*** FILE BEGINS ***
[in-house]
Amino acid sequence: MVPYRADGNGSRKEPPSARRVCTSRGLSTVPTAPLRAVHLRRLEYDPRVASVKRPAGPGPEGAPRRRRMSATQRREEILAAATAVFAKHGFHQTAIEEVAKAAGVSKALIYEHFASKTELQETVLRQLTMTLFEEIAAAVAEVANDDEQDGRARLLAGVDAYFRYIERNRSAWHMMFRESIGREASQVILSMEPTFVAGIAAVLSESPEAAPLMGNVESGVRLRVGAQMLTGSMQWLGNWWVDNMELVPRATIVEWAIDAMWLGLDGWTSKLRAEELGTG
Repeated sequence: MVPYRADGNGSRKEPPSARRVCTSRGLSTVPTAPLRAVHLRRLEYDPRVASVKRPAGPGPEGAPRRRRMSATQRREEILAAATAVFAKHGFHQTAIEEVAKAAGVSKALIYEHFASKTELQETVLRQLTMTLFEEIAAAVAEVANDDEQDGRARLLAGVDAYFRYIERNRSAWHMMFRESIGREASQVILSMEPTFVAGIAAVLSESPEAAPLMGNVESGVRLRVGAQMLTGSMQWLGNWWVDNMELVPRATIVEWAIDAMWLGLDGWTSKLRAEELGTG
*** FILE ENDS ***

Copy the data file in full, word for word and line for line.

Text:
[in-house]
Amino acid sequence: MVPYRADGNGSRKEPPSARRVCTSRGLSTVPTAPLRAVHLRRLEYDPRVASVKRPAGPGPEGAPRRRRMSATQRREEILAAATAVFAKHGFHQTAIEEVAKAAGVSKALIYEHFASKTELQETVLRQLTMTLFEEIAAAVAEVANDDEQDGRARLLAGVDAYFRYIERNRSAWHMMFRESIGREASQVILSMEPTFVAGIAAVLSESPEAAPLMGNVESGVRLRVGAQMLTGSMQWLGNWWVDNMELVPRATIVEWAIDAMWLGLDGWTSKLRAEELGTG
Repeated sequence: MVPYRADGNGSRKEPPSARRVCTSRGLSTVPTAPLRAVHLRRLEYDPRVASVKRPAGPGPEGAPRRRRMSATQRREEILAAATAVFAKHGFHQTAIEEVAKAAGVSKALIYEHFASKTELQETVLRQLTMTLFEEIAAAVAEVANDDEQDGRARLLAGVDAYFRYIERNRSAWHMMFRESIGREASQVILSMEPTFVAGIAAVLSESPEAAPLMGNVESGVRLRVGAQMLTGSMQWLGNWWVDNMELVPRATIVEWAIDAMWLGLDGWTSKLRAEELGTG